A significant amount of research has been done on the impact of valuation on future returns, both in terms of single stocks and entire stock markets. While value can underperform growth for periods of time, it is precisely these periods of underperformance and the consequent abandonment of value by groups of investors that lead to "the value effect", the persistent excess return of value stocks over the long run. With growth having beaten value over the past ten years, now is the time for value investors to stick to their convictions.
StarCapital produced one such research paper that concluded that a combination of CAPE and price/book serve as useful predictors of future ten year returns throughout the world. With South Korea at historically low valuations compared to the rest of the world, what is the best way to bet on the country and its stock market?
The safest way to invest in undervalued South Korean stocks is by increasing exposure to broad international ETFs that include them. It gets a little bit tricky, because MSCI considers South Korea to be an emerging market, while FTSE considers South Korea to be a developed market. Some good options for ETF exposure are:
- Schwab International Equity ETF (SCHF) and Vanguard FTSE Developed Market ETF (VEA) both track FTSE indexes that include South Korea among other developed international markets. They have very low expense ratios of 0.06% and 0.07% respectively, and either would serve to increase exposure to South Korea and international stocks in general, all of which are trading at a discount to US markets. Both ETFs have roughly 4.5% of their holdings in South Korea.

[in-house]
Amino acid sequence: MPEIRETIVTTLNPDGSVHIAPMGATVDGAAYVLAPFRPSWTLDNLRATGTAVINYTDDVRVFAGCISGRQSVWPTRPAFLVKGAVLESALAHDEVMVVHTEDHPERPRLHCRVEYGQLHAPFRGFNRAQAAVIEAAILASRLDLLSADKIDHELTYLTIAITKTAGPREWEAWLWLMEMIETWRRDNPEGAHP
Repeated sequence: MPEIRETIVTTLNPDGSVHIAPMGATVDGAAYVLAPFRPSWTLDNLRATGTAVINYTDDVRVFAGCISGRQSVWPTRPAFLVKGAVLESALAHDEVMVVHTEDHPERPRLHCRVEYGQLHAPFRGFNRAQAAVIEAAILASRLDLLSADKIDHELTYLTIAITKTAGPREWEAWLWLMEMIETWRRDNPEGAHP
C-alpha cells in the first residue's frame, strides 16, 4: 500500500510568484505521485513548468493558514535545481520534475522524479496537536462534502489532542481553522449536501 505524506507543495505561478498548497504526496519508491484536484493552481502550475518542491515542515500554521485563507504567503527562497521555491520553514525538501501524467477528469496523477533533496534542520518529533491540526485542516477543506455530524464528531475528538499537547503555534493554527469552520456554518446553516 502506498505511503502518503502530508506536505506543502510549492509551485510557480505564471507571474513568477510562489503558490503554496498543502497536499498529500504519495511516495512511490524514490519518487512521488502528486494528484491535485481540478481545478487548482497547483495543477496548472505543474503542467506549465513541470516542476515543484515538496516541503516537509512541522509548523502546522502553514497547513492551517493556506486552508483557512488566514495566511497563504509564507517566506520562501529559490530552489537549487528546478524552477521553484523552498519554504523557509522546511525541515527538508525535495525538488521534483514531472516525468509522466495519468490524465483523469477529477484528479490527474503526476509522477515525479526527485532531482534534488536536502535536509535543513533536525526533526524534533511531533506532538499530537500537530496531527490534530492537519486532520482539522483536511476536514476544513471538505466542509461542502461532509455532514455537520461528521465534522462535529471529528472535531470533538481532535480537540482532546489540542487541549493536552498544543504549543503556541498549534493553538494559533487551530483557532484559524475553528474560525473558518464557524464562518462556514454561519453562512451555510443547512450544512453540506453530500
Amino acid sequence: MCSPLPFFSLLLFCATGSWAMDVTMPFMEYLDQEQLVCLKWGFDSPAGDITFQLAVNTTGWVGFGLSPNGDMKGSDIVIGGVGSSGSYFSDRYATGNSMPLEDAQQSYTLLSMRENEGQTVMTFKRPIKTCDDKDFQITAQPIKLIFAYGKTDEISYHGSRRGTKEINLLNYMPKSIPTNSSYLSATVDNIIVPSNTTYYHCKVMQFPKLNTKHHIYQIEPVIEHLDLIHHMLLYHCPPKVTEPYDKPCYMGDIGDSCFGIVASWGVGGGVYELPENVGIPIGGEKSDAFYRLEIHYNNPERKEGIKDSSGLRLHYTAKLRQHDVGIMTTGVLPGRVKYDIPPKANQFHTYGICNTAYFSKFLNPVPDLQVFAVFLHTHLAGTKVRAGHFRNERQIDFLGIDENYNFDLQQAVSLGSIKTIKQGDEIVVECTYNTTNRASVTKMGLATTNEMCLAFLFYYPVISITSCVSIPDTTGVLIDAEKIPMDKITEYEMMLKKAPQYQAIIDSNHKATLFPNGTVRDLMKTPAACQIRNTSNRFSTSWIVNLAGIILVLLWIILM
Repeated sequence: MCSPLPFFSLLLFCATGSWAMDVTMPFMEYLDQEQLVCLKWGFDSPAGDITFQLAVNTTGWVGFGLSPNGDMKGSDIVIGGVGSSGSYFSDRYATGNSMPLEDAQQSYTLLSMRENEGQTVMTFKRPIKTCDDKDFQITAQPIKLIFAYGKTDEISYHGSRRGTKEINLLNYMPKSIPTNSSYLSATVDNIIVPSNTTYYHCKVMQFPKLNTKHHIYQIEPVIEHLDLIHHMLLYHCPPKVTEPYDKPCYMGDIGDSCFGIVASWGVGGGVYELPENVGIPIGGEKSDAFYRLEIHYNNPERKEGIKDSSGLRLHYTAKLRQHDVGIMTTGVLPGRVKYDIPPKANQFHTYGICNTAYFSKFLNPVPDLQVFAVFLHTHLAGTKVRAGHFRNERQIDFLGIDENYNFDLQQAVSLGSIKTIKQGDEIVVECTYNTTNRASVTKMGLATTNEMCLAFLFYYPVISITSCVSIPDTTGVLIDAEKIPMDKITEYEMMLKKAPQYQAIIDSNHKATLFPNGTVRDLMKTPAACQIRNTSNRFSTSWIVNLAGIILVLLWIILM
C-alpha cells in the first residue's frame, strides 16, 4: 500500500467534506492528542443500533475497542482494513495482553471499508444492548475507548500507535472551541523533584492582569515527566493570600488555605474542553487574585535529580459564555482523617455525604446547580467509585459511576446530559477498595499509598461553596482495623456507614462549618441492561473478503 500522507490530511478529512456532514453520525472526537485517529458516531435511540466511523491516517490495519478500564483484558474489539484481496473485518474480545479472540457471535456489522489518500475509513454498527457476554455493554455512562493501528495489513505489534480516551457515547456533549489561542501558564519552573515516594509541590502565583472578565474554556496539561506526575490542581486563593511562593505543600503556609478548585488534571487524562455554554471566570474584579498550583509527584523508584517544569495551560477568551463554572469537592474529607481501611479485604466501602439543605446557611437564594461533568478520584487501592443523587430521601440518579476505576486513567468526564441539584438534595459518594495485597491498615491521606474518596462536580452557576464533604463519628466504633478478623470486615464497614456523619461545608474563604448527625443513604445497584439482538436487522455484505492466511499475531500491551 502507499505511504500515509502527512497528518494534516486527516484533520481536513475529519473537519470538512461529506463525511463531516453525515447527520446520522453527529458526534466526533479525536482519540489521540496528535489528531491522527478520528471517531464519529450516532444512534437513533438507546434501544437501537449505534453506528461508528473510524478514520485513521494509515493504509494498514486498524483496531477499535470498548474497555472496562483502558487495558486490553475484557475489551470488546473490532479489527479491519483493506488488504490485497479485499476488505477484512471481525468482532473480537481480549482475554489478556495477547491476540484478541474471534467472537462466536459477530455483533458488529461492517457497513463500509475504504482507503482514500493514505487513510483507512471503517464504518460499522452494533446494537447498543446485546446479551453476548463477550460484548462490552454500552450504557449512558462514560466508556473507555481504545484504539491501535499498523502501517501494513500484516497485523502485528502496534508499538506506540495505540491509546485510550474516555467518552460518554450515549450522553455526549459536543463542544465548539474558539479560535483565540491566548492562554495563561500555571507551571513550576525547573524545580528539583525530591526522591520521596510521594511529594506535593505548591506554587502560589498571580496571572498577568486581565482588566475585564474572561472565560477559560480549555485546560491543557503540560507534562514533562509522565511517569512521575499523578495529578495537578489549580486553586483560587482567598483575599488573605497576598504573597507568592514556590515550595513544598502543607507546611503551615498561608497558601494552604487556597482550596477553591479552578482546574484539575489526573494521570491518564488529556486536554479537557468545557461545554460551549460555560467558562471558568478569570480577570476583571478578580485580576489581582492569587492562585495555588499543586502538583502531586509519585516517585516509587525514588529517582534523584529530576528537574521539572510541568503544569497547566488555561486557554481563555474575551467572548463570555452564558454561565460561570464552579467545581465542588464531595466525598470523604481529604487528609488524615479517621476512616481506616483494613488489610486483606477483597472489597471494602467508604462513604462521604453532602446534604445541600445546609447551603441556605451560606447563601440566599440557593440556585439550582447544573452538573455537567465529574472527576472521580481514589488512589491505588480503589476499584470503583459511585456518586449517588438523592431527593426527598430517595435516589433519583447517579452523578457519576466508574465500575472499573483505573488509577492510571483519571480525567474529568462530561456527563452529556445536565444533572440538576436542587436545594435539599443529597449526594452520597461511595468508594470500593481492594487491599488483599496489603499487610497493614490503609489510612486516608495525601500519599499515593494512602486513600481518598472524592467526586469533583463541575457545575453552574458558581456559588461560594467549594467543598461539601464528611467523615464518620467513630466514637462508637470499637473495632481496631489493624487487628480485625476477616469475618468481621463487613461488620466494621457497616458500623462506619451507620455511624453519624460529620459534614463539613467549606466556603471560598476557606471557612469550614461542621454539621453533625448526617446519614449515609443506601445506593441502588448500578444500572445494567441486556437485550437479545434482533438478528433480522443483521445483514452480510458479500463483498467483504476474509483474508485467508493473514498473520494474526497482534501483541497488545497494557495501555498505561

- iShares Core MSCI Emerging Markets ETF (IEMG) tracks the MSCI Emerging Markets Investable Market Index, an index which includes South Korea and emerging markets stocks. The ETF has an expense ratio of 0.14% and an almost 15% allocation to South Korea. With emerging markets trading at an even bigger discount to the US than developed international markets, this is certainly a tempting option.
- iShares MSCI South Korea Capped ETF (EWY) tracks the South Korean stock market. It is a good alternative if you want to focus only on that country, although the expense ratio of 0.64% makes it the priciest of all the options.